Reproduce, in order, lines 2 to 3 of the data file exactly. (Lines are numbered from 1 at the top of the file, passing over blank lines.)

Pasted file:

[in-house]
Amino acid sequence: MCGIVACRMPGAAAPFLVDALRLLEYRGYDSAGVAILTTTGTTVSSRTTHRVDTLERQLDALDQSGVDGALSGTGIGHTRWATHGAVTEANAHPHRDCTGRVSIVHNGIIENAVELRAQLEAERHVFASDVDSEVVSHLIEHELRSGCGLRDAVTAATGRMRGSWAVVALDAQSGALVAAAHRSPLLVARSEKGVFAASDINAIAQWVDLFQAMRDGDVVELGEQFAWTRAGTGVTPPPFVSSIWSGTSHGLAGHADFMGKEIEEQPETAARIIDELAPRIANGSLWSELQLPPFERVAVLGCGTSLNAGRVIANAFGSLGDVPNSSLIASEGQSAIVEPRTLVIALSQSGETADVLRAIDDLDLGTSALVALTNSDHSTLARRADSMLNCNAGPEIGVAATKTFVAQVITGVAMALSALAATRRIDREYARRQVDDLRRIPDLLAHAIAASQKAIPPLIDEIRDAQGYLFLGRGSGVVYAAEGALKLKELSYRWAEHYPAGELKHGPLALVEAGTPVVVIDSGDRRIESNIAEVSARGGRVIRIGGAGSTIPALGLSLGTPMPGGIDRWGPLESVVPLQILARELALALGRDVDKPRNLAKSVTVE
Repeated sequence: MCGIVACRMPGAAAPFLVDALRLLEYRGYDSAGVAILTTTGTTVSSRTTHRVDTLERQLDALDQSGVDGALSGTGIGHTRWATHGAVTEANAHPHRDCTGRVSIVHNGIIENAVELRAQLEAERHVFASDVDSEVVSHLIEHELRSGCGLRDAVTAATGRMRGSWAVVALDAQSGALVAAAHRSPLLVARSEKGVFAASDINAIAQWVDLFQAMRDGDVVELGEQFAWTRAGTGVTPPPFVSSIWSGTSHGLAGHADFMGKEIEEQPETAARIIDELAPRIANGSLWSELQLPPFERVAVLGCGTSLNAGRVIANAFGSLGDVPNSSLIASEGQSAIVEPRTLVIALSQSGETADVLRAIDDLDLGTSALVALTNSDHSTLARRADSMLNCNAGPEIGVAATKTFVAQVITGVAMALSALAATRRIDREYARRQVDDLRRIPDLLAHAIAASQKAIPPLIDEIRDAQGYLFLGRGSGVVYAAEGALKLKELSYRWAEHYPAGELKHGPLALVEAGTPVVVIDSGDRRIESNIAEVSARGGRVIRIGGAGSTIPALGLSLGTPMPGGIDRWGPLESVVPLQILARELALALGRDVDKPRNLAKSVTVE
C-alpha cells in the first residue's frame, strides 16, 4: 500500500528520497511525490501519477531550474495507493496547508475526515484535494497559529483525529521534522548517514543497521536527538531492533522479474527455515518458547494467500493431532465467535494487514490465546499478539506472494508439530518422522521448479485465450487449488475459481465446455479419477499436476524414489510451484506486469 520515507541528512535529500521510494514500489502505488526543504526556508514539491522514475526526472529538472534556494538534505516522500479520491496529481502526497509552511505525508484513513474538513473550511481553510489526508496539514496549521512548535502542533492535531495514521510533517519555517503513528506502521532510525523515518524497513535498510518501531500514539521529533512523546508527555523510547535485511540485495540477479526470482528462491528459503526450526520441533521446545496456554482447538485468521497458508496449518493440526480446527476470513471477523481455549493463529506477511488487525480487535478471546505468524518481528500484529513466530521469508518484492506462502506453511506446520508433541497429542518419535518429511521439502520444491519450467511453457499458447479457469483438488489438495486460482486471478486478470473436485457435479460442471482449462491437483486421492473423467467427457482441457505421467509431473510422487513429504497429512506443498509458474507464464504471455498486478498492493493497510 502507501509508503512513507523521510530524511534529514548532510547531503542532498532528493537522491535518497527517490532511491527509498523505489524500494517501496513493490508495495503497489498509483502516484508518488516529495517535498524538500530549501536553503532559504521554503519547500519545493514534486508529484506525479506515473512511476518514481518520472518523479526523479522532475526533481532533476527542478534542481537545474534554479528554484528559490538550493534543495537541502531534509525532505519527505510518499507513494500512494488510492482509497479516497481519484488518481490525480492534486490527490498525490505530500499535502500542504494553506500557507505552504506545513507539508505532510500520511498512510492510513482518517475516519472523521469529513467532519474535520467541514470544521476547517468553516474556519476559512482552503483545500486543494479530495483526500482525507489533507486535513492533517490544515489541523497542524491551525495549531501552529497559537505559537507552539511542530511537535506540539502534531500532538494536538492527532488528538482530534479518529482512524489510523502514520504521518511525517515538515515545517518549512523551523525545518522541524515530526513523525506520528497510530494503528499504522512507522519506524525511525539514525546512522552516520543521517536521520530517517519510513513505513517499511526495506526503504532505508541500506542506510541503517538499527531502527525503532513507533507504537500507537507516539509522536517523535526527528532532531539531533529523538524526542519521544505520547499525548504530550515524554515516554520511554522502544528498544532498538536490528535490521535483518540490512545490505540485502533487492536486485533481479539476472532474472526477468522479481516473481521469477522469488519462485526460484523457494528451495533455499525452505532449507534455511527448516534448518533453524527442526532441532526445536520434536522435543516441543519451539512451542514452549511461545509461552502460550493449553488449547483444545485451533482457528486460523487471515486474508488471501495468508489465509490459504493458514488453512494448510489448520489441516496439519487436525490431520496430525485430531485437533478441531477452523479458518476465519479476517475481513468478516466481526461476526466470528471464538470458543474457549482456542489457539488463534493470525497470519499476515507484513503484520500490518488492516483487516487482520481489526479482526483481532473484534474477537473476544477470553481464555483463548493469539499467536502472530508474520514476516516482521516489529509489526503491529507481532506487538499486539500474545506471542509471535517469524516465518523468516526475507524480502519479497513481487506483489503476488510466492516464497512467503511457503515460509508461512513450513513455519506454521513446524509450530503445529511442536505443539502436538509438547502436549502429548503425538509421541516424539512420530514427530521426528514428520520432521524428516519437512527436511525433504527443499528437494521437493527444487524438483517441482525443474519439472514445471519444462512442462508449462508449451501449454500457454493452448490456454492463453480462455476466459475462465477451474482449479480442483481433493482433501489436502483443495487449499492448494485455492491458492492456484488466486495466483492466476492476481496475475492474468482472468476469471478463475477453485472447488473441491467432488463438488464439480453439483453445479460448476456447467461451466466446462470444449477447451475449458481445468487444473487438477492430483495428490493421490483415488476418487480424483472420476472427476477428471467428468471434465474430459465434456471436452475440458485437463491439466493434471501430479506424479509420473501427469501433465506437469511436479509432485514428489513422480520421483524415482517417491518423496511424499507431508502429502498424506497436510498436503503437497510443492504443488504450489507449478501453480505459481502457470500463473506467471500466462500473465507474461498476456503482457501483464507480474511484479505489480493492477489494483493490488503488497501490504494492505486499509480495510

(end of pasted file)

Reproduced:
Amino acid sequence: MCGIVACRMPGAAAPFLVDALRLLEYRGYDSAGVAILTTTGTTVSSRTTHRVDTLERQLDALDQSGVDGALSGTGIGHTRWATHGAVTEANAHPHRDCTGRVSIVHNGIIENAVELRAQLEAERHVFASDVDSEVVSHLIEHELRSGCGLRDAVTAATGRMRGSWAVVALDAQSGALVAAAHRSPLLVARSEKGVFAASDINAIAQWVDLFQAMRDGDVVELGEQFAWTRAGTGVTPPPFVSSIWSGTSHGLAGHADFMGKEIEEQPETAARIIDELAPRIANGSLWSELQLPPFERVAVLGCGTSLNAGRVIANAFGSLGDVPNSSLIASEGQSAIVEPRTLVIALSQSGETADVLRAIDDLDLGTSALVALTNSDHSTLARRADSMLNCNAGPEIGVAATKTFVAQVITGVAMALSALAATRRIDREYARRQVDDLRRIPDLLAHAIAASQKAIPPLIDEIRDAQGYLFLGRGSGVVYAAEGALKLKELSYRWAEHYPAGELKHGPLALVEAGTPVVVIDSGDRRIESNIAEVSARGGRVIRIGGAGSTIPALGLSLGTPMPGGIDRWGPLESVVPLQILARELALALGRDVDKPRNLAKSVTVE
Repeated sequence: MCGIVACRMPGAAAPFLVDALRLLEYRGYDSAGVAILTTTGTTVSSRTTHRVDTLERQLDALDQSGVDGALSGTGIGHTRWATHGAVTEANAHPHRDCTGRVSIVHNGIIENAVELRAQLEAERHVFASDVDSEVVSHLIEHELRSGCGLRDAVTAATGRMRGSWAVVALDAQSGALVAAAHRSPLLVARSEKGVFAASDINAIAQWVDLFQAMRDGDVVELGEQFAWTRAGTGVTPPPFVSSIWSGTSHGLAGHADFMGKEIEEQPETAARIIDELAPRIANGSLWSELQLPPFERVAVLGCGTSLNAGRVIANAFGSLGDVPNSSLIASEGQSAIVEPRTLVIALSQSGETADVLRAIDDLDLGTSALVALTNSDHSTLARRADSMLNCNAGPEIGVAATKTFVAQVITGVAMALSALAATRRIDREYARRQVDDLRRIPDLLAHAIAASQKAIPPLIDEIRDAQGYLFLGRGSGVVYAAEGALKLKELSYRWAEHYPAGELKHGPLALVEAGTPVVVIDSGDRRIESNIAEVSARGGRVIRIGGAGSTIPALGLSLGTPMPGGIDRWGPLESVVPLQILARELALALGRDVDKPRNLAKSVTVE